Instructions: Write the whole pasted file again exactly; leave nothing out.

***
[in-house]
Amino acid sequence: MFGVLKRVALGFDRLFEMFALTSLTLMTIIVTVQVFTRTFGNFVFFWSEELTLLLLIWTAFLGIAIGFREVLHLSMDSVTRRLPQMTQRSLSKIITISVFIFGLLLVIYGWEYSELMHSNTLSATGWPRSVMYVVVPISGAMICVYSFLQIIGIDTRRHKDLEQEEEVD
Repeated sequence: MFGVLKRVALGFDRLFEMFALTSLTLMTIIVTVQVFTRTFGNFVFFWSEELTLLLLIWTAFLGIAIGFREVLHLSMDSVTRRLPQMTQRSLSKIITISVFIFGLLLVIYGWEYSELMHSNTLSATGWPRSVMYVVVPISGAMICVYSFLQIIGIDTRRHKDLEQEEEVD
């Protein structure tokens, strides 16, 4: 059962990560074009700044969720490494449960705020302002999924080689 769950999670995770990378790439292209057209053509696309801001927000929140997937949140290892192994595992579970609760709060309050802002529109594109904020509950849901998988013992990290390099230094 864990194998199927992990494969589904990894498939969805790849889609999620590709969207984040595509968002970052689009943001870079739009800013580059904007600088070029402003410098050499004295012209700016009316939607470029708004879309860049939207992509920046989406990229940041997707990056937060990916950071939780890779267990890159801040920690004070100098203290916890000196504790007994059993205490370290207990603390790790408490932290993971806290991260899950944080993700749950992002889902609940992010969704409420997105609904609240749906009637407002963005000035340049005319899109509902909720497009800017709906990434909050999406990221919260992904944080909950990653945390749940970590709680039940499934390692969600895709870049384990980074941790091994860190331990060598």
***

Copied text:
[in-house]
Amino acid sequence: MFGVLKRVALGFDRLFEMFALTSLTLMTIIVTVQVFTRTFGNFVFFWSEELTLLLLIWTAFLGIAIGFREVLHLSMDSVTRRLPQMTQRSLSKIITISVFIFGLLLVIYGWEYSELMHSNTLSATGWPRSVMYVVVPISGAMICVYSFLQIIGIDTRRHKDLEQEEEVD
Repeated sequence: MFGVLKRVALGFDRLFEMFALTSLTLMTIIVTVQVFTRTFGNFVFFWSEELTLLLLIWTAFLGIAIGFREVLHLSMDSVTRRLPQMTQRSLSKIITISVFIFGLLLVIYGWEYSELMHSNTLSATGWPRSVMYVVVPISGAMICVYSFLQIIGIDTRRHKDLEQEEEVD
């Protein structure tokens, strides 16, 4: 059962990560074009700044969720490494449960705020302002999924080689 769950999670995770990378790439292209057209053509696309801001927000929140997937949140290892192994595992579970609760709060309050802002529109594109904020509950849901998988013992990290390099230094 864990194998199927992990494969589904990894498939969805790849889609999620590709969207984040595509968002970052689009943001870079739009800013580059904007600088070029402003410098050499004295012209700016009316939607470029708004879309860049939207992509920046989406990229940041997707990056937060990916950071939780890779267990890159801040920690004070100098203290916890000196504790007994059993205490370290207990603390790790408490932290993971806290991260899950944080993700749950992002889902609940992010969704409420997105609904609240749906009637407002963005000035340049005319899109509902909720497009800017709906990434909050999406990221919260992904944080909950990653945390749940970590709680039940499934390692969600895709870049384990980074941790091994860190331990060598």